« ZurückWeiter »
There (so the Dev'l ordain’d) one Christmas-tide My good old Lady catch'd a cold, and dy'd.
A Nymph of Quality admires our Knight; 385 He marries, bows at Court, and grows polite : Leaves the dull Cits, and joins (to please the fair) The well-bred cuckolds in St. James's air : First, for his Son a gay Commission buys, Who drinks, whores, fights, and in a duel dies : His daughter flaunts a Viscount's tawdry wife; 391 She bears a Coronet and P-x for life. In Britain's Senate he a seat obtains, And one more Pensioner St. Stephen gains. My Lady falls to play; so bad her chance,
395 He must repair it; takes a bribe from France ;
NOTES. that a Man, who, had he con- a Hooker, a Hales, or a Sydentinued in his primeval mean- ham ; while, in the rapidity of ness, would have circumscribed his course, he imagined he saw, his knowledge within the mo- at every new station, a new deft limits of Socrates; yet, door of science opening to him, being push'd up, as the phrase without so much as staying for is, has felt himself growing into a Flatterer to let him in?
Beatus enim jam
atque unum civem donare Singles Jur.
The House impeach him ; Coningsby harangues ;
NOTES. VER. 401. The Devil and well-policied communities have the King divide the Prize.] This found expedient to provide is to be understood in a very themselves withal, is by no sober and decent sense; as a Sa- means to be understood as a retire only on such Ministers of Alexion on the Laws themselves, State which History informs us whose neceffity, equity, and have been found, who aided even lenity have been excelthe Devil in his temptations, in lently well vindicated in that order to foment, if not to make, very learned and elegant DirPlots for the sake of confifca- course, intitled Some Confidertions. So sure always, and just ations.on the Law of Forfeiture is our author's satire, even in for high Treason. Third Edi. those places where he seems tion, London, 1748. most to have indulged himself Ver. ult. curses God and only in an elegant badinage. dies. I' i. e. Fell under the But this Satire on the abufe of temptation ; alluding to the the general Láws' of forfeiture ftory of Job referred to above, for high reason, which all
E P I S T L E IV.
Richard Boyle, Earl of Burlington,
ARGU M E
Μ Ε Ν Τ. Of the Use of RICHES. The Vanity of Expence in People of Wealth and Quality.
T'he abuse of the word Taste, ý 13. That the first principle and foundation, in this as in every thing else, is Good Sense, ♡ 40. The chief proof of it is to follow Nature, even in works of mere Luxury and Elegance. Instanced in Architecture and Gardening, where all must be adapted to the Genius and Use of the Place, and the Beauties not forced into it, but resulting from it, x 50. How men are disappointed in their most expensive undertakings, for want of this true Foundation, without which nothing can please long, if at all; and the best Examples and Rules will but be perverted into something burdensome or ridiculous, x 65, &c. to 92. A description of the false Tafte of Magnificence ; the first grand Error of which is to imagine that Greatness consists in the Size and Dimenlion, instead of the Proportion and Harmony of the whole, x 97. and the second, either in joining together Parts incoherent, or too minutely resembling, or in the Repetition of the same too frequently, x 105, &c. A word or two of false Taste in Books, in Music, in Painting, even in Preaching and Prayer, and lastly in Entertainments, x 133, &c. Yet PROVIDENCE is justified in giving Wealth to be squandered in this manner, fince it is dispersed to the Poor and Laborious part of mankind, x 169 [recurring to what is laid down in the first book, Ep. ii. and in the Epistle preceding this, x 159, &c.] What are the proper Objects of Magnificence, and a proper field for the Expence of Great Men, x 177, &c. and finally, the Great and Public Works which become a Prince, $ 191, to the end.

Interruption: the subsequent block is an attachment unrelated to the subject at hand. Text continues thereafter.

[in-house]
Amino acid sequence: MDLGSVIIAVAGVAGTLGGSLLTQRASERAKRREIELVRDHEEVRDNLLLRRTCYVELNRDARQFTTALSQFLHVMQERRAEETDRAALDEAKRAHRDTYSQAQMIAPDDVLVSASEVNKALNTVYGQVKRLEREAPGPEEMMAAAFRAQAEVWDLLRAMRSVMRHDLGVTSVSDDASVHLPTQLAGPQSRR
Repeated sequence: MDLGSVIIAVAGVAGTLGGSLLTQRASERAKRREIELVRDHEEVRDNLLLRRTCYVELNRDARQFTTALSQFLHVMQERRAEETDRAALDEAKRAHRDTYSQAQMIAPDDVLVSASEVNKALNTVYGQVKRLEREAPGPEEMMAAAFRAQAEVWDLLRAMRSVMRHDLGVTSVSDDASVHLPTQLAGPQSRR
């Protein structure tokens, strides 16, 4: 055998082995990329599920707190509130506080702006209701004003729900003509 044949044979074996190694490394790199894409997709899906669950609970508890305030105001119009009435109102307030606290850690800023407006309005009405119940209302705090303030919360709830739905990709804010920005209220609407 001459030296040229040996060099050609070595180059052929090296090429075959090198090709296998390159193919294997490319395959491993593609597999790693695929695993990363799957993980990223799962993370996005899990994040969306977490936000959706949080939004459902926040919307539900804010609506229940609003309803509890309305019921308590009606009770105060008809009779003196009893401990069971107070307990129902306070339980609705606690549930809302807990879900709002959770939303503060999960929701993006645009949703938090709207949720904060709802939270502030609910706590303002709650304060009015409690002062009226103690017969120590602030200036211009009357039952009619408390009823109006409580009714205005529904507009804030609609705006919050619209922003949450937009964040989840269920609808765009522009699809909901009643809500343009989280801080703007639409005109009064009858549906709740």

EPIS T L E IV.
I s strange, the Mifer should his Cares employ
To gain those Riches he can ne'er enjoy : Is it less strange, the Prodigal ņould wast His wealth, to purchase what he ne'er can taste ?
COMMENTAR Y. EPISTLE IV.) The extremes of Avarice and Profufion being treated of in the foregoing Epistle; this takes up one particular branch of the latter, the Vanity of Expence in people of wealth and quality ; and is therefore a corollary to the preceding, juft. as the Epistle on the Characters of Women is to that of the Knowledge and Chara&ters of Men. It is equally remarkable for exactness of method with the rest. But the nature of the fubject, which is less philosophical, makes it capable of being analised in a much narrower compass.
VER. I. 'Tis firanje, &c.] The poet's introduction (from i to 39) confifts of a very curious remark, arising from his intimate knowledge of nature; together with an illustration of ir, taken from his observations on life. It is this, That the Prodigal no more enjoys his Profusion, than the Mifer, his Rapacity. It was generally thought that Avarice only kept without enjoyment; but the poet' here first acquaints us with a circumstance in human life much more to be lamented, viz. that Profufion too can communicate without it ; whereas Enjoyment was thought to be as peculiarly the reward of the beneficent pasfions (of which this has the appearance) as want of enjoyment was the punishment of the felin. The phænomenon observed is odd enough. But if we look more narrowly into this matter, we Thall find, that Prodigality, when in purfuit of Taste, is only a Mode of Vanity, and consequently as selfish a passion as even avarice itself; and it is of the ordonance and constitution of all selfish passions, when growing to excess, to defeat their own end, which is Self-enjoyment. But besides the accurate